DIY Parenting When Your Kid is Struggling
When I need to fix something in my house or on my car, I generally go to YouTube and search for videos that can help show me how to do it. I follow the steps…very carefully; watching each detail with extra care, because I don’t want to break something or kill myself. Yes, that’s how adept I am…there’s always still a fear I’ll kill myself changing an electrical outlet; yet I persist. At the end of the project, I flip the switch or turn over the car and I’m absolutely amazed that it worked. What a great feeling!
That’s how I feel about parenting right now. And in a way, what I’m feeling currently is the most gratifying stage since beginning the parenting journey with my wife. To boil it all down, parenting is hard and tiring, and when your kid is really struggling, it’s hard to know what to do.
Oh, it’s all fun and games when you’re sporting a beautiful baby and helping him learn and grow…
“Oh look, he’s walking!”
“Oh look, he’s talking!”
“Oh look, he’s pooping on the toilet!”
“Oh look, he’s demonstrating social & emotional competence…” Well, maybe we don’t shout that one out, but there’s a whole mess of learning in there.
And then kids reach an age, where of course they still need help, but they start doing it on their own. They have to concentrate in school and each grade gets progressively harder. From the outside, it looks like some kids just get it. But some (like my son) may struggle.
I know that Yale’s not going to be looking at his third-grade report card and he has lots of time to turn it around, but it is alarming when your kid is in danger of failing third grade. And he’s not the only one who is failing: we are too. At least, that’s what it felt like to me. We can’t do the work for him, but what can we do? The days are long and hard. The evening disappears before you know it. We’re tired! But we can’t ignore that our child needs additional effort, additional support. And that it starts with us.
I think that’s what’s most gratifying about this particular experience is that my wife and I looked at each other and said, “We need help!” So we started talking with people and getting ideas. We asked teachers, friends, family, as well as looked at ourselves and how we were operating to come up with ideas to help flip the script.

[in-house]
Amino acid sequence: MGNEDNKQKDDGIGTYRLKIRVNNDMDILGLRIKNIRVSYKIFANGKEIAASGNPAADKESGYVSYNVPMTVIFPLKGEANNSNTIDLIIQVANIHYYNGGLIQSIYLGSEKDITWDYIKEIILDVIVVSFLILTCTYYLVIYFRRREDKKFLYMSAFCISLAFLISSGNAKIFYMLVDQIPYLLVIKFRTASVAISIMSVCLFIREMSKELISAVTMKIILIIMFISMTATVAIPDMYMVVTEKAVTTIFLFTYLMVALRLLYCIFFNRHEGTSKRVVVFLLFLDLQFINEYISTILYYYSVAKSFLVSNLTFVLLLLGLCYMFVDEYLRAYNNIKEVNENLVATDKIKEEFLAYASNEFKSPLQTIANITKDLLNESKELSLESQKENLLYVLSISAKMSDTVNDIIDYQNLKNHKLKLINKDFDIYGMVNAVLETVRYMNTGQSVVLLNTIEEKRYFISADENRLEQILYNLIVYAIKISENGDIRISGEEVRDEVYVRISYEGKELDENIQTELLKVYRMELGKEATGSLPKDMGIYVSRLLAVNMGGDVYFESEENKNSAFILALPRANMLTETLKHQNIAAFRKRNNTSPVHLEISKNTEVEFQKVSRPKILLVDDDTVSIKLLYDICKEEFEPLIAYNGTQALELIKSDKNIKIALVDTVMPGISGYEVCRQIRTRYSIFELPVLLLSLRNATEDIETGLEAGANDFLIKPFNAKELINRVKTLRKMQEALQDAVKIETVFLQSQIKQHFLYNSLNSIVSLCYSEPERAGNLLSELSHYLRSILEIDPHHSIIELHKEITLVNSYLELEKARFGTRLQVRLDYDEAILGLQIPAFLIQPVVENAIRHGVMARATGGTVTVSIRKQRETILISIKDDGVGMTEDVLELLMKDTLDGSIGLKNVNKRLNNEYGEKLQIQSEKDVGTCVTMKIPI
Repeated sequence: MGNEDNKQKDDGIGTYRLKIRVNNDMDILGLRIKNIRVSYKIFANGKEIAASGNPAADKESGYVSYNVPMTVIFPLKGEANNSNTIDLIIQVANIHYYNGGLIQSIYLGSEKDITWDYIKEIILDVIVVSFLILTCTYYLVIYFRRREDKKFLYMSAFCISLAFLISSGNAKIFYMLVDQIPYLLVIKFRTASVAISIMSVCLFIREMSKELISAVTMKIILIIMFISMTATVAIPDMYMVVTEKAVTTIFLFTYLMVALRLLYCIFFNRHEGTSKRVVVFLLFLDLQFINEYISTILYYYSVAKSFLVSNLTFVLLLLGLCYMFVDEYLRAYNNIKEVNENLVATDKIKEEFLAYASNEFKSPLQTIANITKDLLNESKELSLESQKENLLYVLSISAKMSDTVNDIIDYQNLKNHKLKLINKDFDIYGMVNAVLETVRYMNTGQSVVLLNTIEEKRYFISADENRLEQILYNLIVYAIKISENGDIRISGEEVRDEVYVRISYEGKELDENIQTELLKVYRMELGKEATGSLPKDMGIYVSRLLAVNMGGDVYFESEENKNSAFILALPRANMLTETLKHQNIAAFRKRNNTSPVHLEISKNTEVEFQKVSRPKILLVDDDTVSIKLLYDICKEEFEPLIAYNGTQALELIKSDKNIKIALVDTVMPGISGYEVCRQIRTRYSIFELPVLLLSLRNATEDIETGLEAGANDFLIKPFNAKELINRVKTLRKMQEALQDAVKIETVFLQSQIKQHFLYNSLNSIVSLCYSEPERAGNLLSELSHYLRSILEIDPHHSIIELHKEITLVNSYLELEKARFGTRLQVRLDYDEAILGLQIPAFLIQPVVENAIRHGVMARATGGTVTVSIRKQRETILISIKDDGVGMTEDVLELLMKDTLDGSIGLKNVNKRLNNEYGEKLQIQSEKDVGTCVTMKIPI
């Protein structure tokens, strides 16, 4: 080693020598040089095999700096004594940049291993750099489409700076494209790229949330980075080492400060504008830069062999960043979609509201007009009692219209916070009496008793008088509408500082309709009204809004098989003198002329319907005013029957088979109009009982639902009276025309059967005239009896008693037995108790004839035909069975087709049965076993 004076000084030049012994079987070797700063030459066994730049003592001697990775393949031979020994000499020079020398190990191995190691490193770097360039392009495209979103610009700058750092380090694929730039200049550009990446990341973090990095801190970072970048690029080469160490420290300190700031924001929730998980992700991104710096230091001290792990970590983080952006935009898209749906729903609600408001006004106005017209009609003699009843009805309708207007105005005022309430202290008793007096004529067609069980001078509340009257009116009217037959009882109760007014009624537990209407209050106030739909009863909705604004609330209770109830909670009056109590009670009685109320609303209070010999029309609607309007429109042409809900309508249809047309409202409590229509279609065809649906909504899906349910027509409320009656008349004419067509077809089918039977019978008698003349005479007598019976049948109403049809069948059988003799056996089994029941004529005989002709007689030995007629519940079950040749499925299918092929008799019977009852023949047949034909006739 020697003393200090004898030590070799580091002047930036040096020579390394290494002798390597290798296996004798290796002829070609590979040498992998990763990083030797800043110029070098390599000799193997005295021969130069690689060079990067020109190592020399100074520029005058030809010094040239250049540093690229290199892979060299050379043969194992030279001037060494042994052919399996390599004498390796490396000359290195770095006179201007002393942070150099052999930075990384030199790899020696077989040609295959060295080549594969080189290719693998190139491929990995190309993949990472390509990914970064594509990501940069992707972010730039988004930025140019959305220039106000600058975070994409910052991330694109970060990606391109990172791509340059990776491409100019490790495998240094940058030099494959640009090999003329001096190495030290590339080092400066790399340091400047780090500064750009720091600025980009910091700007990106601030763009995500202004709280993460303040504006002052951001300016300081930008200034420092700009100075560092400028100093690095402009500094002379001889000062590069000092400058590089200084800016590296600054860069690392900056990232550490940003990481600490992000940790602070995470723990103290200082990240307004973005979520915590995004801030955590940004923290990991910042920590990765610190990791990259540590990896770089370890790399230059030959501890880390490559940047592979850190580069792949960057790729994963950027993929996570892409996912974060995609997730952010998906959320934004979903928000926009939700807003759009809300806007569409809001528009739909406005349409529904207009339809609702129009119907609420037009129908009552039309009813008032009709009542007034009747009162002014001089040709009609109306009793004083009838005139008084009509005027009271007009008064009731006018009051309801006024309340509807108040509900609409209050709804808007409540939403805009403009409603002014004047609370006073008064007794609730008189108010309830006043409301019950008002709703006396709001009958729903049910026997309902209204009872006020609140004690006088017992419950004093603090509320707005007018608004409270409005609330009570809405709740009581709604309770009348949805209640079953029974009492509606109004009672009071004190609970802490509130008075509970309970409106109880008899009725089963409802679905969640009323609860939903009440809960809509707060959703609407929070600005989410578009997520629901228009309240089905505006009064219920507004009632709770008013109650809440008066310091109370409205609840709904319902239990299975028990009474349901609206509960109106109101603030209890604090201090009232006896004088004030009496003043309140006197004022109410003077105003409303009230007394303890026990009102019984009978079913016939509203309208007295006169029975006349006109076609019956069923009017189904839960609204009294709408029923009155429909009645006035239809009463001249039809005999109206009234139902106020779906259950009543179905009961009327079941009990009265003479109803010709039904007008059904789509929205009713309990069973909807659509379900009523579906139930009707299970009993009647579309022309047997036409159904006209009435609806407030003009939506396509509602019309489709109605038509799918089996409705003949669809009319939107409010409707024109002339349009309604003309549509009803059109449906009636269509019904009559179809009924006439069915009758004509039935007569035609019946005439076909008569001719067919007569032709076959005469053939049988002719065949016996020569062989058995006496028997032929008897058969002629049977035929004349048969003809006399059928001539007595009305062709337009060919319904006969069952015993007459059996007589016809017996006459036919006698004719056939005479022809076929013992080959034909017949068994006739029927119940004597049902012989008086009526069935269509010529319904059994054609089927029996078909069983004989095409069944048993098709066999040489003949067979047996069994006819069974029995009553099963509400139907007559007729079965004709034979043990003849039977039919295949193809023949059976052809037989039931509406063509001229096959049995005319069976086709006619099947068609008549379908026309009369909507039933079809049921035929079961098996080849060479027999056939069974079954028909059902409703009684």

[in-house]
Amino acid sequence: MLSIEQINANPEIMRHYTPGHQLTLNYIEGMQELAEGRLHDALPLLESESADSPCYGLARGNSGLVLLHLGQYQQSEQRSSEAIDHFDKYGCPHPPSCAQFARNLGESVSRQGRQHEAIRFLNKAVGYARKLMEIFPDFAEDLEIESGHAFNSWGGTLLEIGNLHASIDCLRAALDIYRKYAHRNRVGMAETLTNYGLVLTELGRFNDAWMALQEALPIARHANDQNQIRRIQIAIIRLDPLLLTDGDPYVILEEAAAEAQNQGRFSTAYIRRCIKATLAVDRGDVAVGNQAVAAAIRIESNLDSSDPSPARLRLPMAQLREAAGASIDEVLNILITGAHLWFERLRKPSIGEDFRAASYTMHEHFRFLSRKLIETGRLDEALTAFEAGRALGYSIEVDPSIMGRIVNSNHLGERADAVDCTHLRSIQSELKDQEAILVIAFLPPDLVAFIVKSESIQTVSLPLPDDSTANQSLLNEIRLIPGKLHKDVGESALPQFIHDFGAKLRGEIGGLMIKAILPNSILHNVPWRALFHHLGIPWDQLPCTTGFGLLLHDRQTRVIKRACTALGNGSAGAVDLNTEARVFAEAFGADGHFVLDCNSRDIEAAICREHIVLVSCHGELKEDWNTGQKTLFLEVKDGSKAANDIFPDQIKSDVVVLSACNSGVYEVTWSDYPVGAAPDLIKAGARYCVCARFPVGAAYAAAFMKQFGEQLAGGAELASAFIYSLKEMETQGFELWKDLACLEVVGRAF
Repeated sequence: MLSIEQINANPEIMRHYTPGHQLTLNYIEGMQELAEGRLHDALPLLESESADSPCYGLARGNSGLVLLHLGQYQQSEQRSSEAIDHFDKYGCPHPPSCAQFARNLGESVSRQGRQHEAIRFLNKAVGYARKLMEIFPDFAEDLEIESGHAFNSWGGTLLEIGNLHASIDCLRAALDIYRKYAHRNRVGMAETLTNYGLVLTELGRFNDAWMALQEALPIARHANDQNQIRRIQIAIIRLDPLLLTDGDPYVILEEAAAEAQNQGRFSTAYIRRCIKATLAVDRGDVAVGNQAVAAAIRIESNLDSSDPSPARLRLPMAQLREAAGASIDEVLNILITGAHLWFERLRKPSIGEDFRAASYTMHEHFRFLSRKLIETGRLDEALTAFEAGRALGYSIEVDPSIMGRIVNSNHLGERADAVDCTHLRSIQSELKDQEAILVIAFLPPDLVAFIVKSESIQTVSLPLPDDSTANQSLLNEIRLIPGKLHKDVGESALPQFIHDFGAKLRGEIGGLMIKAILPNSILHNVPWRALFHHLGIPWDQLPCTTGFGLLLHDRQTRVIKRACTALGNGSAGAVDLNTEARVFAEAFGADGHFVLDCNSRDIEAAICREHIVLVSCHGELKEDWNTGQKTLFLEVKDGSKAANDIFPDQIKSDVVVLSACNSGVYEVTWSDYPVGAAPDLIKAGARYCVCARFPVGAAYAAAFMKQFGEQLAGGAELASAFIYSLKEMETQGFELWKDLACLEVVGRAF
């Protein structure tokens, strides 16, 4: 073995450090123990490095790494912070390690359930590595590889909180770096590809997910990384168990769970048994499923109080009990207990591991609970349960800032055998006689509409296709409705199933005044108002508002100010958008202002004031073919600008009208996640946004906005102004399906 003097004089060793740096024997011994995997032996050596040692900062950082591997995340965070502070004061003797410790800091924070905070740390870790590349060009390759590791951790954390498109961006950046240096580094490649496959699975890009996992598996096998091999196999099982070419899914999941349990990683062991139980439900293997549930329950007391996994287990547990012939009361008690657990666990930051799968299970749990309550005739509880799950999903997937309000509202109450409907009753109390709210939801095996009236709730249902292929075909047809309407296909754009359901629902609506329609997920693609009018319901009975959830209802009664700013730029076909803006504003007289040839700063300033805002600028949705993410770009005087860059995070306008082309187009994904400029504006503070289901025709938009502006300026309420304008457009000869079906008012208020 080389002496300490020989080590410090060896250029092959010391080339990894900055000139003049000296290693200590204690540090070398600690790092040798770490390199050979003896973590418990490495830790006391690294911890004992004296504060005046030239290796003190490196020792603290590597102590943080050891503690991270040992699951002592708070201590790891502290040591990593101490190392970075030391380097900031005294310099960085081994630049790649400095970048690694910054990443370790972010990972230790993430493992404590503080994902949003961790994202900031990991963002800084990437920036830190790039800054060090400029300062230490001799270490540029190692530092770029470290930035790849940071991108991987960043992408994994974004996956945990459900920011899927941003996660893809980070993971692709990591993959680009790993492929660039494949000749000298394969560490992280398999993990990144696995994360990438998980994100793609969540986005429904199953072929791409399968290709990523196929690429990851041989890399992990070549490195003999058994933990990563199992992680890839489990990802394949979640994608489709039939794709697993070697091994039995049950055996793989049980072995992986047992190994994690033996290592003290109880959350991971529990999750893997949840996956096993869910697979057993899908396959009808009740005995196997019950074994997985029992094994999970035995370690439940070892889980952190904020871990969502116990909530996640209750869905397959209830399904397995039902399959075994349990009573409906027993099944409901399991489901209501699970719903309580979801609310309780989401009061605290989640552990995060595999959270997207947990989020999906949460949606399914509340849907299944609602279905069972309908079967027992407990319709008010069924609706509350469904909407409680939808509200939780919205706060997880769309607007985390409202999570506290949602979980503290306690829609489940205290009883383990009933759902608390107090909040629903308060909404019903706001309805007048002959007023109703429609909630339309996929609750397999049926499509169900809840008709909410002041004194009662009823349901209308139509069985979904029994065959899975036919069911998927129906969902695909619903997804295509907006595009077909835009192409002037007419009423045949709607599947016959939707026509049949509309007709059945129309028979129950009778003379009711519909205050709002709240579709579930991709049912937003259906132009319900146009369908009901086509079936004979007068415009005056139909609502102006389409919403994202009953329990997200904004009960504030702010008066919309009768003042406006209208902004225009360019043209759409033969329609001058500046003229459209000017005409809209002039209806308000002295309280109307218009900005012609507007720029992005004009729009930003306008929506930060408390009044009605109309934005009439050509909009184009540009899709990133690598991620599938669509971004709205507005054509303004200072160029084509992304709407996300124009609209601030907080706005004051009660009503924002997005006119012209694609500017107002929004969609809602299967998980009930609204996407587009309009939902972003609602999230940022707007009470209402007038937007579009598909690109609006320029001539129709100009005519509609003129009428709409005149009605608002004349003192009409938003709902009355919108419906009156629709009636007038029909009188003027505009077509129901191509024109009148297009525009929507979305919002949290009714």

Asking for help and getting additional support, perspectives, and ideas are great. But most importantly, acting on them is necessary. Like in a Parent Café – most people who attend a Parent Café will share the amazing experience they had, the connection they felt with the other parents in the room—the similarities in successes and challenges and, ultimately for me most profoundly, the recognition that all parents love their kids and want what’s best for them. We all want our kids to succeed.
But what happens after the Parent Café? What do you do with that knowledge? What do you do with that experience? If you’re not doing the work to apply the tools into your own parenting, it’s nothing more than a good time and maybe a stress reliever. You have to learn from the wisdom to make it worth it. That’s what you do on an individual level, and on an organizational level BSF has embarked on a national Parent Café Evaluation effort to help us understand the full story of the benefits of Cafés for parents, families, and communities. So, if Cafés are where we can ask for help and learn from others in a non-judgmental way, what does it mean when we step out of the Café?
For us, it meant stricter limits on screens. It meant more time and effort with homework and studying. It meant more encouragement and reinforcement with our son. He’s a person that wants to do better, and the results were affecting his confidence. He needed to believe that he could do it.
What else did it mean? It meant communicating more with the teachers at school and asking for more help and clarification on assignments. (Imagine that! A 3rd grader not communicating what’s going on in class or writing down assignments all of the time. Shocking, I know!) And that communication created a pipeline into the house.
It also meant getting some assistance from a friend, who is a teacher, to work with him outside of school. It meant sharing our challenges with family so they can be on the same page and provide their own insights and experiences.
In the long haul it means perseverance, which might be the prequel to resilience. This doesn’t happen overnight.
And it’s working. Not exactly how it was scripted or exactly in the way I envisioned, but he’s doing it! He continues to impress me with his resilience and how, with assistance and guidance, he’s creating his own norms for learning, retaining the information and building his confidence. It’s so important for me that he simply believes in himself. That no matter what, he can persevere. I don’t know what his future holds, but I fully expect him to be a Rock Star like his dad.
I’m reminded of the windshield wiper transmission I replaced in my car, which resulted in my wipers resting in the upright position. When I drive on a beautiful day, the wipers are visible on the windshield. But when it rains…it doesn’t make a difference. So, what does that mean to me? Parenting isn’t perfect and there are no instruction manuals. But when you’re getting the job done, who cares if you draw a blue duck.